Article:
1916 Nasjonalmuseet for Kunst, Arketektur, og Design
I haven't worn this particular outfit, in it's full form, in about a decade, if ever. The Rack instantly reminded me of this fact, Fashionable Reader. I mean to say, I knew I had ever expanding tracks of land but this gown took it upon itself to insult me with how far my empire has expanded!
Would you look at that? Sheesh.
It took not one, not two, but three assistants to wedge me into the bodice of the underdress!
This outfit is comprised of:
- A full train lace petticoat (made by attaching a lace skirt and lace curtains to one of those cheepy polyester petticoats they make for brides)
- Brocade with crochet trim and long train underskirt (made from a thrifted wedding dress - bodice was stained and didn't fit - and the crochet from a tablecloth)
- A satin under dress with brown satin and cream lace trim, velvet belt (from the robe) and brown ribbon piping
- A brown overdress with crochet detailing (made from a vintage velvet bathrobe and more of the crochet tablecloth)
I paired it with my tan pocket belt, the Brute Force Studio's leather fan, a Ruby Blackbird Handmade pineapple reticule, vintage brown leather gloves, a deco style necklace set, a broad-brim highly decorated Ivy-ish hat, and my big cream parasol. The parasol is my biggest and best but doesn't fit into any suitcases so it never travels with me. (It's wonderful, though, the "Penelope" $46, from Lace Parasols and Fans, where I buy most of my vintage looking ones.)
Sweet Romance necklace set (no longer available); the newly steampunked earrings.
I integrated the pearls that matched my necklace with a pair of steampunk dangles made for me by a fan. (I do love gifts but I am hugely allergic to nickle and most other metals used in earring hooks. I can wear gold and silver for short lengths of time, but the only thing I can wear for more than a few hours is surgical steel.) Anyway, I subbed the posts for gold hooks and since I already had the needle noses out I added the drop pearls on the bottom. I think they came out rather well.
I've taken to wearing this lovely vintage-style pocket watch necklace all the time now. I like having the time around my neck, although it clangs against my necklace pen. Of course, it should be upside-down and isn't, and I discovered while wearing it with cream that it tarnishes my costume at the neckline, so I might have to put on a different chain. Still at $15 it's kind of a bargain.
The boots are cream brocade I picked up in the 80s, probably bridal. I replaced the laces with brown satin ribbon. I forgot how comfortable these are! I might change the laces again for ones of plain cream satin so I can wear them with more outfits.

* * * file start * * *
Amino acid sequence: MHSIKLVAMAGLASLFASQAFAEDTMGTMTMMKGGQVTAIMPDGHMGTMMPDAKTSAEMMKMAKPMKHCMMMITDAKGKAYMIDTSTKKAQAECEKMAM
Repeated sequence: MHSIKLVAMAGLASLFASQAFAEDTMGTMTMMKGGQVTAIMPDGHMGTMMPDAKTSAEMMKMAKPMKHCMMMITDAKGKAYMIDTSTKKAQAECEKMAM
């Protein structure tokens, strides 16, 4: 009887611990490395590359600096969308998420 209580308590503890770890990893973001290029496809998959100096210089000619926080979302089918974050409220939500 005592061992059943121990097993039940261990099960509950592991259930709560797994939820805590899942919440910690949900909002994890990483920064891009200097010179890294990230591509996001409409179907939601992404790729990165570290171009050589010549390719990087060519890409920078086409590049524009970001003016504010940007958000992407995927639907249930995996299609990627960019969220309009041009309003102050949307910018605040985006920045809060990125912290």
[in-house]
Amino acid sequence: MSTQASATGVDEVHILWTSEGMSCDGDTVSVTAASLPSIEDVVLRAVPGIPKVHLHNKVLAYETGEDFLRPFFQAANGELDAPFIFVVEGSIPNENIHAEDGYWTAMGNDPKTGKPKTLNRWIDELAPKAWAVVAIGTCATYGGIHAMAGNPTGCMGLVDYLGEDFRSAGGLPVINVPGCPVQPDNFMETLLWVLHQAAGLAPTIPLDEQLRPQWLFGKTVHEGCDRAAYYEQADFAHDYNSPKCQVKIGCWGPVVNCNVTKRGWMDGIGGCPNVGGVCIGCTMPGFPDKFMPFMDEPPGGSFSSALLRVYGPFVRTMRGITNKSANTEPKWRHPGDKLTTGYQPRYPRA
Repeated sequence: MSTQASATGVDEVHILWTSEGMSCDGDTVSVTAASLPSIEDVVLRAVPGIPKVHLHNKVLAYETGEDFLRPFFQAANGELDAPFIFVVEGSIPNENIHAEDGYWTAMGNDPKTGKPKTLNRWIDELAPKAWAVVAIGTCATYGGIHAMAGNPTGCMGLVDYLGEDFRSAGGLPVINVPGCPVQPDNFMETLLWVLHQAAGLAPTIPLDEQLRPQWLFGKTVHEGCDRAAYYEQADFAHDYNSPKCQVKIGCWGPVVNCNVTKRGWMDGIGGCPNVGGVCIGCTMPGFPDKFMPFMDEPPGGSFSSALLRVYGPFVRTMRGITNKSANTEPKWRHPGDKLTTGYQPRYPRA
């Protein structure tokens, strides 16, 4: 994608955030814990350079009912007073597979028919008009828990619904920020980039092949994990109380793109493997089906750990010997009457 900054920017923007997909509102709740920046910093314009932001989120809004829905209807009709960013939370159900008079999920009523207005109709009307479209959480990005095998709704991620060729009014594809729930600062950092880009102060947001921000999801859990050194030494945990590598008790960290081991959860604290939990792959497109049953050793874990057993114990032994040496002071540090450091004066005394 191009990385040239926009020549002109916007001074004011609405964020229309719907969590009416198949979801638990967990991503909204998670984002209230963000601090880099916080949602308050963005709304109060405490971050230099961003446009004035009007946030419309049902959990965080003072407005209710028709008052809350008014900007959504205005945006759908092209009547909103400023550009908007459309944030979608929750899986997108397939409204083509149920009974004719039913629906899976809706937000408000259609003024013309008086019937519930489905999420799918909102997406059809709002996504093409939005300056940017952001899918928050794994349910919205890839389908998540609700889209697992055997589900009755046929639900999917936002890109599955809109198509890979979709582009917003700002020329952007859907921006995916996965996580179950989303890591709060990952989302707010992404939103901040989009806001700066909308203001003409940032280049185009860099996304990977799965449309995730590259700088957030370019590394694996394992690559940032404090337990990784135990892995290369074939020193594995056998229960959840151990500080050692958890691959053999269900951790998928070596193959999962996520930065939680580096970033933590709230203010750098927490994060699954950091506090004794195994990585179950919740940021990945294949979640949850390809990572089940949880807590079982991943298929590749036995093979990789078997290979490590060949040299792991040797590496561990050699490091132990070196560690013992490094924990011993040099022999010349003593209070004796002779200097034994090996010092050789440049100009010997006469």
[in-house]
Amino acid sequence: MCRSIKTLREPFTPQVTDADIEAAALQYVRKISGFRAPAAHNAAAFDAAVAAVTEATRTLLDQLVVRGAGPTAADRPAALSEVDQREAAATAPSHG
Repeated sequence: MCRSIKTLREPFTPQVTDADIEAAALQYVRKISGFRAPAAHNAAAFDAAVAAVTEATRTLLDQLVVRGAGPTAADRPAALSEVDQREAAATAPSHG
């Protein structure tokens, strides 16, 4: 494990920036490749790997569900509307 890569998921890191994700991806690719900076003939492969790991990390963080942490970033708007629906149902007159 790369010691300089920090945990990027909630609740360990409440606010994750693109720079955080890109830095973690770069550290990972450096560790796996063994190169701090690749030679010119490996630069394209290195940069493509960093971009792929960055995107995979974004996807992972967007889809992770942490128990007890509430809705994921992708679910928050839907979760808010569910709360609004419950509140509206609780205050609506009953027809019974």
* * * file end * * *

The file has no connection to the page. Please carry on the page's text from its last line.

The hat is that plastic buckram stuff, from a thrift store, probably 1970s bridal. I bent it into that shape by wetting it and stuffing it in a small empty ice chest and leaving it in the sun. The I got out the glue gun and attacked!
Jewell models the outfit.
And now, some of the issues I discovered with this costume. The thing is, I hadn't worn it is so long I didn't realize. Jewell's worn it more recently (pictured above) and she is taller and smaller chested than I, with narrower shoulders, so it looks far better on her.
Before and after
- It took three of us to get me into the top part of the under dress, it really it too small now
- I'm not happy with the length of said under dress. It think it dips too low in the front and I want to try and bring it up
- We discovered an immovable stain right in the front (conveniently covered by badge), when I shorten it I'll try to do so in a way that drapes out that stain. (And before you kindly offer a million tips, I know my stains well and this one is not going anywhere.)
- My corset laces untied at the bottom and unlaced themselves shortly after I got the thing on, they really need to be replaced. I didn't have time to change completely, so I just took it off from under and went without. The under dress zippered up much easier without the corset (the bodice shape is more natural).
- However, the plastic stays of the bodice were not strong enough to hold the Rack, flattened it oddly, and it buckled unbecomingly at the waist when I sat. So I added a big cream leather belt to hide the warp.
- I'm going to have to panel in the back of the bodice somehow (which has a zipper and I HATE dealing with zippers).
- Then, it's either take the time to re-bone the darn bodice with steal instead of plastic (and it's fully lined), or hope it fits better over one of my other corsets.
- The brown robe, always delicate, ripped at the back of the neck and under the arms... again. I swapped it out for a little brown shrug and longer gloves.
- The whole upper part of this dress, as a result, has turned into A PROJECT. Sigh. Not sure if I have the time, energy, or interest in salvaging it, especially as these are the very pieces that don't travel well.
All that said, wait until you see what I manged to do with the outfit for that evening, I think you'll be proud of the phoenix from the ashes results.
But for now, let us leave this dis-dressing experience behing and explore...
Outfits for the Characters
For Alexia after the events in the Parasol Protectorate series...
1880 Afternoon Dress The Museum at FIT
1887-1888 Evening Dress The Victoria & Albert Museum
For Countess Nadasdy...
1889-1892 Redfern, The Philadelphia Museum of Art
For Prudence in the Parasol Protectorate Abroad...
1895 The Metropolitan Museum of Art